Ficus question

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Ficus question

Post  fiona on Fri Jan 27, 2012 10:51 am

Okay, next bonsai lesson:

Without wanting to appear snobbish, I'd recommend only ever buying bonsai from a proper bonsai nursery/trader. With no disrespect to Hirts, what you have is what we (again a bit snobbishly) refer to as Mallsai - the sort of bonsai that are mass produced in Japan, China etc and then exported in mass to the garden centres and home hardware stores of the western world. They are usually fairly young and sadly the process of exporting them often results in them being fairly unhealthy to the point of dying. Beginners are often put off the hobby because they obtain trees like these which die quickly and the new hobbyist automatically assumes that either bonsai are "difficult to keep" or that they themselves are just no use at it. Both are wrong assumptions.

Having said that, a mallsai ficus is what you have and I'd say use it as a tree to practise on. Look at Jerry Meislik's book and website and see if there's a style you could copy. BEar in mind that you have very spindly trunks as opposed to the thick ones you'll see in many of the photos. I'd see if you can find a style that uses multiple trunks or even ones where the trunks have been twisted round each other.

Iris suggested finding a club locally and going along. I'd agree. You will get help with the techniques to get some sort of style into your ficus. But an even better benefit of joining a club is that you are sure to find someone who would be quite happy to sell you at a reasonable price (or even give you for nothing) the trees they no longer want. That is how I acquired most of my early "beginner" bonsai.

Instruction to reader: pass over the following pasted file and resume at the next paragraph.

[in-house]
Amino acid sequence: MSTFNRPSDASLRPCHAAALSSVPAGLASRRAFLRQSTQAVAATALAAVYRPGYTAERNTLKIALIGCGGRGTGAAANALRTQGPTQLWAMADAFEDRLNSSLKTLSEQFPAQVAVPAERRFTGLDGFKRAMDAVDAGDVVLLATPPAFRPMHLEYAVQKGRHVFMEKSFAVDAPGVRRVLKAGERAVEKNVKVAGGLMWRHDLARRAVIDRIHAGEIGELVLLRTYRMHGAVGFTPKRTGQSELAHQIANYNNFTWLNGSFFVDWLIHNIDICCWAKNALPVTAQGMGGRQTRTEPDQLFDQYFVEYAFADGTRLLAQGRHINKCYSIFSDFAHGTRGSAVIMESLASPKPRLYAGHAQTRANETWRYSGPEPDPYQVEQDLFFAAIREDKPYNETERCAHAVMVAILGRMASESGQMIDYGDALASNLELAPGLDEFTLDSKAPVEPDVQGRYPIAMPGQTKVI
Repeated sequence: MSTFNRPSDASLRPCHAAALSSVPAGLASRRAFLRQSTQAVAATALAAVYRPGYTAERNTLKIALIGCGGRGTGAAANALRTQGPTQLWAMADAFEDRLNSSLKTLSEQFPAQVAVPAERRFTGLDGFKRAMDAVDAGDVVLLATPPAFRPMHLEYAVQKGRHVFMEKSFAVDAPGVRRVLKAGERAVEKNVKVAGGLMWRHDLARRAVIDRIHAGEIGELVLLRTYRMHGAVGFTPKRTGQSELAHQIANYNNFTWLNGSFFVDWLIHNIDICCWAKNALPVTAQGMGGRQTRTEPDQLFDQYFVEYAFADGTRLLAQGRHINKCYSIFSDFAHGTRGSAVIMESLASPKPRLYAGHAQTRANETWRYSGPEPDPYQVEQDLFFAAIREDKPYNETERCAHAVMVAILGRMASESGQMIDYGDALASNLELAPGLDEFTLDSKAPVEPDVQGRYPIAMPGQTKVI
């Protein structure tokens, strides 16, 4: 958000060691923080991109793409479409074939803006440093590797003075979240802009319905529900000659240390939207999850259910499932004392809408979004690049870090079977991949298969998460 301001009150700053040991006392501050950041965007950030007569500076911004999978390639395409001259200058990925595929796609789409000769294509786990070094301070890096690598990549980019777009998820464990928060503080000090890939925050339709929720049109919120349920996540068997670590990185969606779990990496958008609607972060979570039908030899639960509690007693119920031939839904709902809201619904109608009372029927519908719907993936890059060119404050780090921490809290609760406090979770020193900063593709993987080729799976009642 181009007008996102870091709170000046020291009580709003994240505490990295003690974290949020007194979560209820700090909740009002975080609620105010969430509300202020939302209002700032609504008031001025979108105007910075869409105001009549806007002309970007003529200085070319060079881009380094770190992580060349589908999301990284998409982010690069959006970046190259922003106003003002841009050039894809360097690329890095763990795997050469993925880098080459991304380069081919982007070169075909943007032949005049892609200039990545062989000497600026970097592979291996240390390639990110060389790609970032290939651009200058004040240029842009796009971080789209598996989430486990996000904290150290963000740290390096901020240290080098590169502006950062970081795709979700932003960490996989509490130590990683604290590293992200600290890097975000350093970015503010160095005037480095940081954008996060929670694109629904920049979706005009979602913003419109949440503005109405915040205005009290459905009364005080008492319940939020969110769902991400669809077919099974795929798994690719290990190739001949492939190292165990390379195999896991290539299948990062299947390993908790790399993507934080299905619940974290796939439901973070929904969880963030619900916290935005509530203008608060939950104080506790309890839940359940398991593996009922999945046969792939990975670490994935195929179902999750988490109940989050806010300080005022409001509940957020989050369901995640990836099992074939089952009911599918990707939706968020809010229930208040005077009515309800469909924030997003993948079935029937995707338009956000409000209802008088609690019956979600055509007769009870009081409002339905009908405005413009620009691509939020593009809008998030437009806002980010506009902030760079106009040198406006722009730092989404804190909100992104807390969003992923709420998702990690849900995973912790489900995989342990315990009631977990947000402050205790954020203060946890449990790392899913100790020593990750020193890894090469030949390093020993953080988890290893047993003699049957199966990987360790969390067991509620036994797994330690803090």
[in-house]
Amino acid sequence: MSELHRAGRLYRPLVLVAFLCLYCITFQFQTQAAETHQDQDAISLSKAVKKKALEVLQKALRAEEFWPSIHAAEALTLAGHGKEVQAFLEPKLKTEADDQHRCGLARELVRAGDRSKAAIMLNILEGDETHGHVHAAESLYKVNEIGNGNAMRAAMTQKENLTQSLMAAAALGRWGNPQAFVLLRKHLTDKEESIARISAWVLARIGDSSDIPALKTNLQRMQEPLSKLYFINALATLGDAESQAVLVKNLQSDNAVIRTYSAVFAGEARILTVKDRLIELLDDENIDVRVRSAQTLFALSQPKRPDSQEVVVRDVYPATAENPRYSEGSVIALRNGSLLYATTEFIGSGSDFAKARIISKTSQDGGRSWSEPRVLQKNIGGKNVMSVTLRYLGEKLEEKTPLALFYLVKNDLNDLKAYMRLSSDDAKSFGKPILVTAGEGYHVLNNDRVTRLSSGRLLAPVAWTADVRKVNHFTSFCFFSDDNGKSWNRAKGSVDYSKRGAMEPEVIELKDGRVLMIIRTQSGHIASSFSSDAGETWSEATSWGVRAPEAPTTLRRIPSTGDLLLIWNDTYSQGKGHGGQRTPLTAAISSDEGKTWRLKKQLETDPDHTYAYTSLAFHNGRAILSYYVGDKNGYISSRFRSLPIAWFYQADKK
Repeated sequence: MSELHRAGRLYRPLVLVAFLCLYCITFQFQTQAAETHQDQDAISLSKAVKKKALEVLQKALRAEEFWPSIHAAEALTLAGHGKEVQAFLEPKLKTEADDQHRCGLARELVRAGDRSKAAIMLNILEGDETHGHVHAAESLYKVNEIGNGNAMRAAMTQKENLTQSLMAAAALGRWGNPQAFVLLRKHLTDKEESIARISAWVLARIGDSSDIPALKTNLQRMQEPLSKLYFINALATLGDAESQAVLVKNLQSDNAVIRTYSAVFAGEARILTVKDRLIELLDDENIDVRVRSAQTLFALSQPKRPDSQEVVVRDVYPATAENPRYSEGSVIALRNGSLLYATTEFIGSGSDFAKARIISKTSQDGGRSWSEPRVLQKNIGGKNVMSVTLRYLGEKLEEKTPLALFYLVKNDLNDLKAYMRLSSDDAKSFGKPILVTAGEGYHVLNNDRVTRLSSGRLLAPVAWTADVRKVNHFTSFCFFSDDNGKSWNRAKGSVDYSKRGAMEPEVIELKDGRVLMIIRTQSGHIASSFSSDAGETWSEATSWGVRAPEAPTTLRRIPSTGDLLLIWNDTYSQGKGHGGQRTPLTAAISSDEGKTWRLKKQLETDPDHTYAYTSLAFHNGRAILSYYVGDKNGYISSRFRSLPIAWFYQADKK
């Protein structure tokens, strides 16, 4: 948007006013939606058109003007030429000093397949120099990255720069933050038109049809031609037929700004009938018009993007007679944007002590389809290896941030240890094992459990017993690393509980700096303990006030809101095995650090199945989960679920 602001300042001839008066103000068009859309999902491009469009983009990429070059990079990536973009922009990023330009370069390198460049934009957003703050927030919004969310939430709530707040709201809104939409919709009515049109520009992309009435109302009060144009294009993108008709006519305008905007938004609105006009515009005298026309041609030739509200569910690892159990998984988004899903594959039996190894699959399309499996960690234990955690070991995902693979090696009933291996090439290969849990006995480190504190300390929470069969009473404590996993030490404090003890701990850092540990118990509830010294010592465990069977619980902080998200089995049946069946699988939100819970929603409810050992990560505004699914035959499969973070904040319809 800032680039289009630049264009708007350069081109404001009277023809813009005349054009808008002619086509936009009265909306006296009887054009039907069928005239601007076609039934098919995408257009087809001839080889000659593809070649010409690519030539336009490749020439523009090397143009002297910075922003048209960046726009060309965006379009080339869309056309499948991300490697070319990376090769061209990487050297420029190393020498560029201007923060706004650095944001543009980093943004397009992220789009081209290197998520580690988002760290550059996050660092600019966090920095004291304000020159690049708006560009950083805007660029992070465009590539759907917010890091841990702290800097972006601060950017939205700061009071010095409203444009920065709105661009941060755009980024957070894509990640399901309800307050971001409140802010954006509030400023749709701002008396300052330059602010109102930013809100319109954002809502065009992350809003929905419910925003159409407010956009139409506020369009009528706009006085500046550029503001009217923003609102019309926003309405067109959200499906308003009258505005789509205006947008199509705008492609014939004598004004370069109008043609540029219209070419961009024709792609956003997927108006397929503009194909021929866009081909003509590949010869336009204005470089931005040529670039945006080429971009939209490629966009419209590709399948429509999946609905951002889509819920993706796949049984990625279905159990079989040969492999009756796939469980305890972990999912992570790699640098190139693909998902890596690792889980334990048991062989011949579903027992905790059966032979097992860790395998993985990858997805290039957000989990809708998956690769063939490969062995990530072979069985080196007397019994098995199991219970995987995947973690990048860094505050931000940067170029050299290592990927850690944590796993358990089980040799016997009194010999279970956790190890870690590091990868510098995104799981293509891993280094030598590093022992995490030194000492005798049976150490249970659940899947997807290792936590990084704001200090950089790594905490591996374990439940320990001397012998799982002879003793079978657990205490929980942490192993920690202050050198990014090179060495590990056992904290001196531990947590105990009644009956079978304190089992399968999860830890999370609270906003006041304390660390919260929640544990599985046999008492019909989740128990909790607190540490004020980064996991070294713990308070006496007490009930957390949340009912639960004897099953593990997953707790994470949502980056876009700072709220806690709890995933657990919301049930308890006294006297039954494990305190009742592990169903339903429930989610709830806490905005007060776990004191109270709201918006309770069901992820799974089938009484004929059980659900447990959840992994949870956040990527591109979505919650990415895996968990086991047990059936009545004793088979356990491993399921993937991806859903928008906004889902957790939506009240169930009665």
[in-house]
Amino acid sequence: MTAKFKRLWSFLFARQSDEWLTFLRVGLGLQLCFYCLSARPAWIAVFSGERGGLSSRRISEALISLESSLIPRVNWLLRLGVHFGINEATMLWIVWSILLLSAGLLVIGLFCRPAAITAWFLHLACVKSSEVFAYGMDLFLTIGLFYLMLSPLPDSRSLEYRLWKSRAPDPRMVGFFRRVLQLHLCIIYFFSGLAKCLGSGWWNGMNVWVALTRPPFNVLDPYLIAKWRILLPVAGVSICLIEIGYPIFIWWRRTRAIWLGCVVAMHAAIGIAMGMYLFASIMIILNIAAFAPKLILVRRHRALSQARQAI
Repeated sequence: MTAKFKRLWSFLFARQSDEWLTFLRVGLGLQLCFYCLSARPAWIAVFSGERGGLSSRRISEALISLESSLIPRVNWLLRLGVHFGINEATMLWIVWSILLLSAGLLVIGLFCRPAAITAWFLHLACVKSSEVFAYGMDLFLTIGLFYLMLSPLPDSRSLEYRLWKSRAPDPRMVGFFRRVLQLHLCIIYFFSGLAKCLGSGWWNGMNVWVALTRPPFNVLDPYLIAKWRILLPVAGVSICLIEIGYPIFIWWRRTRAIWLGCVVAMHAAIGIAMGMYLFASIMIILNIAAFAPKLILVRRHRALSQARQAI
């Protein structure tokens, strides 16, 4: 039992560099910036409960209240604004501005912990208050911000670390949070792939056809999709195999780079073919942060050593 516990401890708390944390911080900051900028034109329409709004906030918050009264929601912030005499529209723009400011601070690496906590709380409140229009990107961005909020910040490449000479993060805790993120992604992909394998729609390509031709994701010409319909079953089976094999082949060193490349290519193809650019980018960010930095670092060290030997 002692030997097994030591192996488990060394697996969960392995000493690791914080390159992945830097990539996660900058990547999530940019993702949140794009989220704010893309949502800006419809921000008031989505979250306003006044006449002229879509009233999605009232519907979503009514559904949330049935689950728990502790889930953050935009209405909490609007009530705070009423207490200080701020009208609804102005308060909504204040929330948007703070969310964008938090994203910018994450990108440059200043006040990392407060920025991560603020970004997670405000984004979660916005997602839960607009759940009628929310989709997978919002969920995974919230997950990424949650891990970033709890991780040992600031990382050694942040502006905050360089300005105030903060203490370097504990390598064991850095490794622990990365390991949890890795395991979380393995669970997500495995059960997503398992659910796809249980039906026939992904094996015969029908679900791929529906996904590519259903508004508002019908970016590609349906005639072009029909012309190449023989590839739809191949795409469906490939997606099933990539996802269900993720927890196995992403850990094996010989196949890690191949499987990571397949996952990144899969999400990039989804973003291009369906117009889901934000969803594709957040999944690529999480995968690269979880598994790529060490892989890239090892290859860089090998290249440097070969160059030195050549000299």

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Re: Ficus question

Post  bring us a shrubbery on Fri Jan 27, 2012 5:24 pm

yea i was told it is about 2 years old.i went into this with the mindset of alot of trial and error...it seems pretty healthy has alot of new life growing on it so i guess only time will tell if it survives but i wont get frustrated if it doesn't make it...this is something i've been wanting to get into for quite some time and don't expect results over night ..im still young so i have plenty of time to do some growing

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Re: Ficus question

Post  drgonzo on Fri Jan 27, 2012 5:48 pm

bring us a shrubbery wrote:yea i was told it is about 2 years old.i went into this with the mindset of alot of trial and error...it seems pretty healthy has alot of new life growing on it so i guess only time will tell if it survives but i wont get frustrated if it doesn't make it...this is something i've been wanting to get into for quite some time and don't expect results over night ..im still young so i have plenty of time to do some growing

Since your in Mass, I would definitely recommend treating yourself in spring to a field trip out to either http://www.bonsaiwest.com/ or
http://www.nebonsai.com/mm5/merchant.mvc

Or better yet BOTH and go see what good material looks like in person, and maybe take something home with you.

-Jay


Last edited by drgonzo on Fri Jan 27, 2012 6:05 pm; edited 1 time in total

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Re: Ficus question

Post  Billy M. Rhodes on Fri Jan 27, 2012 5:56 pm

When you are going to have temperatures consistently about 75 F, report into three large pots with good basic potting soil, then cut off at about two inches and regrow.
The leaves are probably large because of lack of light both in the store and at your home.
These trees need as much light as possible.

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Re: Ficus question

Post  bring us a shrubbery on Fri Jan 27, 2012 7:30 pm

how big should the pots be?

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Re: Ficus question

Post  Billy M. Rhodes on Fri Jan 27, 2012 7:36 pm

Each pot could be about the same size (but deeper) as the pot all three are in, but they don't have to be bonsai pots. These trees need to grow for a few years.